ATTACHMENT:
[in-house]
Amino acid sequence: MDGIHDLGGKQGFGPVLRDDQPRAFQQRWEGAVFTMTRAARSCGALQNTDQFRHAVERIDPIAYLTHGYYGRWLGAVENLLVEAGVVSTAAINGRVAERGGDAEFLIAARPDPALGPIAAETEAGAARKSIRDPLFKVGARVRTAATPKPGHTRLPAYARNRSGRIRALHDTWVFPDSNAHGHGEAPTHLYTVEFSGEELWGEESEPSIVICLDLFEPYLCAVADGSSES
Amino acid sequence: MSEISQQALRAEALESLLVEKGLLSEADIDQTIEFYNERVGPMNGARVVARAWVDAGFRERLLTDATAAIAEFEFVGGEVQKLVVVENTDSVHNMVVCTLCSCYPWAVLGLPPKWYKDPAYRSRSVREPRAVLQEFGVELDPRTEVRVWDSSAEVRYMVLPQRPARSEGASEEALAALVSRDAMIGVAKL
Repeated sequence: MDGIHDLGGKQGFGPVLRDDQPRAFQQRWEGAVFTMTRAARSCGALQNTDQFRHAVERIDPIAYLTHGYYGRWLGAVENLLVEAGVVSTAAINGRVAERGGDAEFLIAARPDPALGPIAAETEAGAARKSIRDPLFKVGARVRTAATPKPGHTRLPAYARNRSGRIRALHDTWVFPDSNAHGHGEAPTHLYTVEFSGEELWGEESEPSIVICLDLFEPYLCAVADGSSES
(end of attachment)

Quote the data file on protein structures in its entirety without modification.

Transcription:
[in-house]
Amino acid sequence: MDGIHDLGGKQGFGPVLRDDQPRAFQQRWEGAVFTMTRAARSCGALQNTDQFRHAVERIDPIAYLTHGYYGRWLGAVENLLVEAGVVSTAAINGRVAERGGDAEFLIAARPDPALGPIAAETEAGAARKSIRDPLFKVGARVRTAATPKPGHTRLPAYARNRSGRIRALHDTWVFPDSNAHGHGEAPTHLYTVEFSGEELWGEESEPSIVICLDLFEPYLCAVADGSSES
Amino acid sequence: MSEISQQALRAEALESLLVEKGLLSEADIDQTIEFYNERVGPMNGARVVARAWVDAGFRERLLTDATAAIAEFEFVGGEVQKLVVVENTDSVHNMVVCTLCSCYPWAVLGLPPKWYKDPAYRSRSVREPRAVLQEFGVELDPRTEVRVWDSSAEVRYMVLPQRPARSEGASEEALAALVSRDAMIGVAKL
Repeated sequence: MDGIHDLGGKQGFGPVLRDDQPRAFQQRWEGAVFTMTRAARSCGALQNTDQFRHAVERIDPIAYLTHGYYGRWLGAVENLLVEAGVVSTAAINGRVAERGGDAEFLIAARPDPALGPIAAETEAGAARKSIRDPLFKVGARVRTAATPKPGHTRLPAYARNRSGRIRALHDTWVFPDSNAHGHGEAPTHLYTVEFSGEELWGEESEPSIVICLDLFEPYLCAVADGSSES